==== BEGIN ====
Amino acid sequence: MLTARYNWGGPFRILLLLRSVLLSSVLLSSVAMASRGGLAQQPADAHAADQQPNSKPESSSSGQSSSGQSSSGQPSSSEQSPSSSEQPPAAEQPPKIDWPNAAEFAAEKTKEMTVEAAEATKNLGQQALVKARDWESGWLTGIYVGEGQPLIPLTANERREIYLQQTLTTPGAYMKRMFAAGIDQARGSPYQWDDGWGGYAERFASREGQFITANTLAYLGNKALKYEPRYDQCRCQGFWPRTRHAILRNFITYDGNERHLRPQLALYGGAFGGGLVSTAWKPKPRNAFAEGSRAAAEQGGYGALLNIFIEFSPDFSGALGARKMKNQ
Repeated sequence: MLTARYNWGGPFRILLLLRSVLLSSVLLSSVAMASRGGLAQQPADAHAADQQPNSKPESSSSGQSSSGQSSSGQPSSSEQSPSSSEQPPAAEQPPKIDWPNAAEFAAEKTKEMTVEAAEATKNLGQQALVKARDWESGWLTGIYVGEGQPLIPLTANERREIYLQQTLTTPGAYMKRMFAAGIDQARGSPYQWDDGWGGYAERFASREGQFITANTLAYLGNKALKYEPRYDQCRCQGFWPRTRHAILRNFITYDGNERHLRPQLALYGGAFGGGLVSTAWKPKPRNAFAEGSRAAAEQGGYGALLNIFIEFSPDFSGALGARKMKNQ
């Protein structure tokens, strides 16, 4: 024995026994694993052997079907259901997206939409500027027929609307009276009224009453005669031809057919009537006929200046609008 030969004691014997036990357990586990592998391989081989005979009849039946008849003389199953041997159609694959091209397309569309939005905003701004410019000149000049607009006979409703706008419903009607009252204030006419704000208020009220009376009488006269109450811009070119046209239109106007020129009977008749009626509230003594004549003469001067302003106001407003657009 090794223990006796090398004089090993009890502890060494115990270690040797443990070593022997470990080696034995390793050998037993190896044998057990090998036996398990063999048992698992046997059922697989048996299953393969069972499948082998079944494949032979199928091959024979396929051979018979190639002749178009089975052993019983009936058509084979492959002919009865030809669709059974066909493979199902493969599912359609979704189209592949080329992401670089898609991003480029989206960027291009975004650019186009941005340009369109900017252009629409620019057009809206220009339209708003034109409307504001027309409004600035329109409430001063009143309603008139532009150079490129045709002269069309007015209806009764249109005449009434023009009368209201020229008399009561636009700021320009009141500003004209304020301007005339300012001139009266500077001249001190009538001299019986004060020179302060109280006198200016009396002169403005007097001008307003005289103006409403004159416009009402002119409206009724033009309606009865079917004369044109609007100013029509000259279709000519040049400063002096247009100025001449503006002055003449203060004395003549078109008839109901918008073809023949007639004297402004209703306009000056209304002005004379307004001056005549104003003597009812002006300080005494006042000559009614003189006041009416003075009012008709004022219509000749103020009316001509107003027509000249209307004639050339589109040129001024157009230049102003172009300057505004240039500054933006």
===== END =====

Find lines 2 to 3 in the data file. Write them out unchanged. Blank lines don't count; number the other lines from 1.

Repeated sequence: MLTARYNWGGPFRILLLLRSVLLSSVLLSSVAMASRGGLAQQPADAHAADQQPNSKPESSSSGQSSSGQSSSGQPSSSEQSPSSSEQPPAAEQPPKIDWPNAAEFAAEKTKEMTVEAAEATKNLGQQALVKARDWESGWLTGIYVGEGQPLIPLTANERREIYLQQTLTTPGAYMKRMFAAGIDQARGSPYQWDDGWGGYAERFASREGQFITANTLAYLGNKALKYEPRYDQCRCQGFWPRTRHAILRNFITYDGNERHLRPQLALYGGAFGGGLVSTAWKPKPRNAFAEGSRAAAEQGGYGALLNIFIEFSPDFSGALGARKMKNQ
């Protein structure tokens, strides 16, 4: 024995026994694993052997079907259901997206939409500027027929609307009276009224009453005669031809057919009537006929200046609008 030969004691014997036990357990586990592998391989081989005979009849039946008849003389199953041997159609694959091209397309569309939005905003701004410019000149000049607009006979409703706008419903009607009252204030006419704000208020009220009376009488006269109450811009070119046209239109106007020129009977008749009626509230003594004549003469001067302003106001407003657009 090794223990006796090398004089090993009890502890060494115990270690040797443990070593022997470990080696034995390793050998037993190896044998057990090998036996398990063999048992698992046997059922697989048996299953393969069972499948082998079944494949032979199928091959024979396929051979018979190639002749178009089975052993019983009936058509084979492959002919009865030809669709059974066909493979199902493969599912359609979704189209592949080329992401670089898609991003480029989206960027291009975004650019186009941005340009369109900017252009629409620019057009809206220009339209708003034109409307504001027309409004600035329109409430001063009143309603008139532009150079490129045709002269069309007015209806009764249109005449009434023009009368209201020229008399009561636009700021320009009141500003004209304020301007005339300012001139009266500077001249001190009538001299019986004060020179302060109280006198200016009396002169403005007097001008307003005289103006409403004159416009009402002119409206009724033009309606009865079917004369044109609007100013029509000259279709000519040049400063002096247009100025001449503006002055003449203060004395003549078109008839109901918008073809023949007639004297402004209703306009000056209304002005004379307004001056005549104003003597009812002006300080005494006042000559009614003189006041009416003075009012008709004022219509000749103020009316001509107003027509000249209307004639050339589109040129001024157009230049102003172009300057505004240039500054933006």